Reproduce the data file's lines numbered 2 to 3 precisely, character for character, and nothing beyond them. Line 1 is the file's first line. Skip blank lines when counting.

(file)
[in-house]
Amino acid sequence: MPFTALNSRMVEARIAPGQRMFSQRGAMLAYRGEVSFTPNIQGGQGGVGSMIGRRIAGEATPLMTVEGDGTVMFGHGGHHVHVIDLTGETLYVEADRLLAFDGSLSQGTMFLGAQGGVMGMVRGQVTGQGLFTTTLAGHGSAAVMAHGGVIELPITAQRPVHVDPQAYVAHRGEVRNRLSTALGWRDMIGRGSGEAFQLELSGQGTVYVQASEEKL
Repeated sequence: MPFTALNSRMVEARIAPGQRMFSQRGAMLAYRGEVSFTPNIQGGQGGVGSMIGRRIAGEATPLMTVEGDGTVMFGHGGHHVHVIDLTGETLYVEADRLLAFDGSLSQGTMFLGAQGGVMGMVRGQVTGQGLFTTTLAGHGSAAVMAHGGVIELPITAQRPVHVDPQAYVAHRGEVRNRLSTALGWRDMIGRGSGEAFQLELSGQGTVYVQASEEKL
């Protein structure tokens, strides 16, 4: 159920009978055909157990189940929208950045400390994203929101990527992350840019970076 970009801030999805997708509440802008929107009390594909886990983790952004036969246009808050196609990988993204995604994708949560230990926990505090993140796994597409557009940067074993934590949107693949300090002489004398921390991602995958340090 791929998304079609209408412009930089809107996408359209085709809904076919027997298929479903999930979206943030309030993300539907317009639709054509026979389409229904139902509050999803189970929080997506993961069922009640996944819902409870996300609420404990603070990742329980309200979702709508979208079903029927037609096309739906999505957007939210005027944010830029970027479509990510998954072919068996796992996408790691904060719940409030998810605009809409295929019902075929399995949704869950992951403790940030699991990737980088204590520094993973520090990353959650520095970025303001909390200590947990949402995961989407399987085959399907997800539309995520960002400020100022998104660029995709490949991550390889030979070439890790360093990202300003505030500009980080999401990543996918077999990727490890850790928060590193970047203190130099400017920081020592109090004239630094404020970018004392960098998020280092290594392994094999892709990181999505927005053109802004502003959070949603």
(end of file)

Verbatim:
Amino acid sequence: MPFTALNSRMVEARIAPGQRMFSQRGAMLAYRGEVSFTPNIQGGQGGVGSMIGRRIAGEATPLMTVEGDGTVMFGHGGHHVHVIDLTGETLYVEADRLLAFDGSLSQGTMFLGAQGGVMGMVRGQVTGQGLFTTTLAGHGSAAVMAHGGVIELPITAQRPVHVDPQAYVAHRGEVRNRLSTALGWRDMIGRGSGEAFQLELSGQGTVYVQASEEKL
Repeated sequence: MPFTALNSRMVEARIAPGQRMFSQRGAMLAYRGEVSFTPNIQGGQGGVGSMIGRRIAGEATPLMTVEGDGTVMFGHGGHHVHVIDLTGETLYVEADRLLAFDGSLSQGTMFLGAQGGVMGMVRGQVTGQGLFTTTLAGHGSAAVMAHGGVIELPITAQRPVHVDPQAYVAHRGEVRNRLSTALGWRDMIGRGSGEAFQLELSGQGTVYVQASEEKL